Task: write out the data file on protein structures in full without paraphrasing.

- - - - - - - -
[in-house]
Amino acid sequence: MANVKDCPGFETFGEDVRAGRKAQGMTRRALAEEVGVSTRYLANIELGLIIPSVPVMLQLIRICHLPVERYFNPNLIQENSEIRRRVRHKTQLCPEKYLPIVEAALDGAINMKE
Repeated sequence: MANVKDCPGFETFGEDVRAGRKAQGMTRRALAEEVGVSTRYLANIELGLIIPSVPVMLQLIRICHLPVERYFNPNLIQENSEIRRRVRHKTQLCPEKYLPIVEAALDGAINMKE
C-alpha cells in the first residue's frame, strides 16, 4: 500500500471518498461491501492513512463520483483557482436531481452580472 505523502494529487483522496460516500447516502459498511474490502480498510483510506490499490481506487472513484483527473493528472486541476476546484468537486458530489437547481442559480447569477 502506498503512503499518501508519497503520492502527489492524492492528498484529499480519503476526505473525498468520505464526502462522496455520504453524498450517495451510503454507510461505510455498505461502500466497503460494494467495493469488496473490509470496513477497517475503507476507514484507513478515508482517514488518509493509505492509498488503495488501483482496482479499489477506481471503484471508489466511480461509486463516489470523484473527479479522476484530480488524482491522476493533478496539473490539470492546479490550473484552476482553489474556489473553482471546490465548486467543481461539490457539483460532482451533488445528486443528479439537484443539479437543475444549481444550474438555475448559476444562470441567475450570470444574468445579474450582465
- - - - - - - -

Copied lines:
[in-house]
Amino acid sequence: MANVKDCPGFETFGEDVRAGRKAQGMTRRALAEEVGVSTRYLANIELGLIIPSVPVMLQLIRICHLPVERYFNPNLIQENSEIRRRVRHKTQLCPEKYLPIVEAALDGAINMKE
Repeated sequence: MANVKDCPGFETFGEDVRAGRKAQGMTRRALAEEVGVSTRYLANIELGLIIPSVPVMLQLIRICHLPVERYFNPNLIQENSEIRRRVRHKTQLCPEKYLPIVEAALDGAINMKE
C-alpha cells in the first residue's frame, strides 16, 4: 500500500471518498461491501492513512463520483483557482436531481452580472 505523502494529487483522496460516500447516502459498511474490502480498510483510506490499490481506487472513484483527473493528472486541476476546484468537486458530489437547481442559480447569477 502506498503512503499518501508519497503520492502527489492524492492528498484529499480519503476526505473525498468520505464526502462522496455520504453524498450517495451510503454507510461505510455498505461502500466497503460494494467495493469488496473490509470496513477497517475503507476507514484507513478515508482517514488518509493509505492509498488503495488501483482496482479499489477506481471503484471508489466511480461509486463516489470523484473527479479522476484530480488524482491522476493533478496539473490539470492546479490550473484552476482553489474556489473553482471546490465548486467543481461539490457539483460532482451533488445528486443528479439537484443539479437543475444549481444550474438555475448559476444562470441567475450570470444574468445579474450582465